The majority of stand-alones combine the sounder and plotter on one machine. In this case, stand-alone means a dual-function instrument that’s not part of a network. This makes sense, as plotter and sounder functions increasingly overlap. Case in point is the functionality of Lowrance stand-alones, most recently the Elite-7, a combination unit sized for smaller boats, where a network is unnecessary.
Recording and saving bottom data is the hallmark of the Lowrance Insight Genesis mapping system that allows anglers to create custom charts based on sonar logs: a function that requires plotter and sonar to work together. The 7-inch Elite-7 is available as a plotter, fish finder or combo model ($499 to $869).
Garmin’s new 5-inch GPSMAP 547 plotter ($749.99), plotter/sonar 547XS ($849.99), 7-inch GPSMAP 741 plotter ($1,599.99) and combo GPSMAP 741XS ($1,699.99) are designed to fit fishing boats in the 18- to 21-foot range. Different mounting options accommodate just about any helm configuration, on any size boat. They can flush, flat or surface mount; the 500 series has a swivel mount available, and the larger 700 series has a gimbal mount. While not networkable, these are sophisticated instruments; the sonar versions are CHIRP capable for maximum detail and resolution. They are preloaded with coastal cartography, and upgradable to Garmin’s proprietary G2Vision cartography.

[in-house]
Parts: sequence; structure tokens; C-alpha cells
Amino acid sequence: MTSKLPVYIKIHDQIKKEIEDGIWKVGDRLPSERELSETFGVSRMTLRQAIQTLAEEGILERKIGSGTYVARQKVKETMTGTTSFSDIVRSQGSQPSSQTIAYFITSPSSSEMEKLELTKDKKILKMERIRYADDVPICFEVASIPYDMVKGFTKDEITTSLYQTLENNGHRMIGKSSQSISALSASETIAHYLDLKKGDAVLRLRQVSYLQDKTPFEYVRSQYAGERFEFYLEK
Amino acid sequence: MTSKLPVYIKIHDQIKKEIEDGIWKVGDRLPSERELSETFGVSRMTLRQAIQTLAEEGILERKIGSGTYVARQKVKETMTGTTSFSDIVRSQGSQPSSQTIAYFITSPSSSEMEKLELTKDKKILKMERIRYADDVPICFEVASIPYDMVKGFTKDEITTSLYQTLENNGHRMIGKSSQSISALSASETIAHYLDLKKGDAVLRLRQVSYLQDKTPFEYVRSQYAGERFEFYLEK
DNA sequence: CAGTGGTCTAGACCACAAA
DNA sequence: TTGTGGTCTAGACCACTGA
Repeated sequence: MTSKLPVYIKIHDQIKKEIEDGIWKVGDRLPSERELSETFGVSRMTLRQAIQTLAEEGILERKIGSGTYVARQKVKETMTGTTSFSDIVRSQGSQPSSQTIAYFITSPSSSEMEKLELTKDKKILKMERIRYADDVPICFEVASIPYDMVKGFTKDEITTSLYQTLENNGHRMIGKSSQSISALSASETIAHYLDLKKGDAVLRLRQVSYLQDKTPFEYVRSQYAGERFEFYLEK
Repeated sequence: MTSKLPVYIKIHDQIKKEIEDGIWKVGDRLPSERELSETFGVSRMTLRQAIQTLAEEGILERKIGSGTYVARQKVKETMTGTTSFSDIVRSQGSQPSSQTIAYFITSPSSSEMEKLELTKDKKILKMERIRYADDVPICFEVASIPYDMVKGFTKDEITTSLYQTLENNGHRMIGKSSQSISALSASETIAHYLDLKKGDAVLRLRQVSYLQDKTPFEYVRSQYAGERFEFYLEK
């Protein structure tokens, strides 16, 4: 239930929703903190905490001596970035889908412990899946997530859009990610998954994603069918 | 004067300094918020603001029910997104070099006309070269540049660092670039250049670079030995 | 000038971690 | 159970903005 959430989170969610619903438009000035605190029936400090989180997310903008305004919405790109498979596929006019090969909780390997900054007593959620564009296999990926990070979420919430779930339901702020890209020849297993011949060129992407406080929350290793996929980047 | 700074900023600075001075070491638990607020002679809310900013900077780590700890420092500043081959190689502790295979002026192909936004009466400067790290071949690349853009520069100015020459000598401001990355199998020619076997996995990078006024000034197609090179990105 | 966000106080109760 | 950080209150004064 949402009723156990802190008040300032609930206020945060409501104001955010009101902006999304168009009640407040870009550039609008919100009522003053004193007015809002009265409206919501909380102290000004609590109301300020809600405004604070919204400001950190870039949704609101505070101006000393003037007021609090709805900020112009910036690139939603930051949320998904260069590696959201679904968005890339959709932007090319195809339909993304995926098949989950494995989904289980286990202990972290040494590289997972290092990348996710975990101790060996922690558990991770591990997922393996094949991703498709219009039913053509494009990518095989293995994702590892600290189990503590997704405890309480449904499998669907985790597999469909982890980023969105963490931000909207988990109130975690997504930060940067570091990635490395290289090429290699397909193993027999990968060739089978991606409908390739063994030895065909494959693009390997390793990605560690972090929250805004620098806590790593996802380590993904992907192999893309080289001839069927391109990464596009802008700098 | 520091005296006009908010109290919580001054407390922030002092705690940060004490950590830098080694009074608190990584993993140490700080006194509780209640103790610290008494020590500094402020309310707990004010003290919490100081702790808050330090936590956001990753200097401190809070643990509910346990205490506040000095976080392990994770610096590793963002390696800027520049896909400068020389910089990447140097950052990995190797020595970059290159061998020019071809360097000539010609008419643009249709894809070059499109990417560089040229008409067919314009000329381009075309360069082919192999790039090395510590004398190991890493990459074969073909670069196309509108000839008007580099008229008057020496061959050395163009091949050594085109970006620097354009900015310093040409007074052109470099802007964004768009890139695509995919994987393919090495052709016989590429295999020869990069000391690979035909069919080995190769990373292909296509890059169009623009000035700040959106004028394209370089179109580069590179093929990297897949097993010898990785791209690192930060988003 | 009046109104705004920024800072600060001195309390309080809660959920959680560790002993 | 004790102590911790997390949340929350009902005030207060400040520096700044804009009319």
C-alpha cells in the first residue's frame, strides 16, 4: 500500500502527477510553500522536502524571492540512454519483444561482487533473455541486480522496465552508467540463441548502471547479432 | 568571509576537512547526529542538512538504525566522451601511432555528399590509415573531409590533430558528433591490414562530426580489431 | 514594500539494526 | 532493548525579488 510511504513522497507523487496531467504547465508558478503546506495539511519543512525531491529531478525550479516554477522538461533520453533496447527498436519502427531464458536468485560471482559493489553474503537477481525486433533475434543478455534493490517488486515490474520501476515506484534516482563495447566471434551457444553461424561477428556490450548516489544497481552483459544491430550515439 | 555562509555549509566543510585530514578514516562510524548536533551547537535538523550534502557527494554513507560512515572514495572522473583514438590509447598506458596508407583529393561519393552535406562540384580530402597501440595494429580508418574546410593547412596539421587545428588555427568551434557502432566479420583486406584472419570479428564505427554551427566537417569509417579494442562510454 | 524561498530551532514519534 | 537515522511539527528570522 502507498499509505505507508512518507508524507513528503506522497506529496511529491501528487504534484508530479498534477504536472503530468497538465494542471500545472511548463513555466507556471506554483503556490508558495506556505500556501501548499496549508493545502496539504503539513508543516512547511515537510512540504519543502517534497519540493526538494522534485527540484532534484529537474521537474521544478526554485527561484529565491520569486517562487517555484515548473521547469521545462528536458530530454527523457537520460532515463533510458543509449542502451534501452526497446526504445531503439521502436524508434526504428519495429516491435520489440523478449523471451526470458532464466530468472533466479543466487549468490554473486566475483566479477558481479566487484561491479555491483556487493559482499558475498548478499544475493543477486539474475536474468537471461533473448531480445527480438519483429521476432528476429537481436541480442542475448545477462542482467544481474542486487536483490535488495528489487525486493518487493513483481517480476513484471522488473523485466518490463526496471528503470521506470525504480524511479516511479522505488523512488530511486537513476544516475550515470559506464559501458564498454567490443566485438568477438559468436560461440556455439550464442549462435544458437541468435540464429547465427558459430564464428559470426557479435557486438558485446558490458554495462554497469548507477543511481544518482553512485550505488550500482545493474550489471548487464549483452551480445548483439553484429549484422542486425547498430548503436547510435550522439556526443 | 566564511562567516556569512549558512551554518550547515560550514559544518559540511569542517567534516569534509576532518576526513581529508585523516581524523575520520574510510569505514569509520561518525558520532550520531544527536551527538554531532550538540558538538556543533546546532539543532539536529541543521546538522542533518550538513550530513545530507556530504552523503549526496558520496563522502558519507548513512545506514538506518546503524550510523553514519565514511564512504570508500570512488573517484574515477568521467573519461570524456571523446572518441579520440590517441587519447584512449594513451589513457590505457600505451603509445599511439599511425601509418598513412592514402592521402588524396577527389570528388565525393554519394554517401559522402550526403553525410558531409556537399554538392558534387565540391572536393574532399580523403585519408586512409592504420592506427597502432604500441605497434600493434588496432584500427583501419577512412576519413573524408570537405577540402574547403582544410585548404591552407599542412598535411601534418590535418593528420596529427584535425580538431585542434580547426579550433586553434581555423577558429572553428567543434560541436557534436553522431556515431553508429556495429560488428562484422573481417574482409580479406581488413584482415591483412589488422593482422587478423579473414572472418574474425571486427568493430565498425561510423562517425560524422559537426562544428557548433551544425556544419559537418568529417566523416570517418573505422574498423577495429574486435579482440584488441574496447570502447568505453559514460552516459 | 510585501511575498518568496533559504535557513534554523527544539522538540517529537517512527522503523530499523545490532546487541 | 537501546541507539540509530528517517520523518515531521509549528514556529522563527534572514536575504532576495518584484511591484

Raymarine has moved away from nonnetwork sounders and plotters, according to marketing manager Jim McGowan. The company’s smallest and most economical rollout, the a65 GPS/chart plotter ($814.99) and a67 GPS/chart plotter/fish finder ($914.99) combine power, simplicity and economy.
“Out of the box you can run this as a plotter,” says McGowan. “There is one screen, one box, and even with the fish finder, it’s under $1,000.” The a-series is networkable, but it’s not necessary. “You can add a second screen on the other end of the boat, or a higher-powered sounder on the network. The adaptability is there,” says McGowan. Both GPS and sounder modules are built in, so the units are totally self-contained, perfect for fishing boats in the 20-foot-and-under range. Though diminutive, the a-series has the same processor, graphics and software as Raymarine’s larger systems. “Small doesn’t mean cheap in boats,” says McGowan. “There are a lot of premium small boats, and fishermen in that category demand the premium navigational experience the a-series provides.”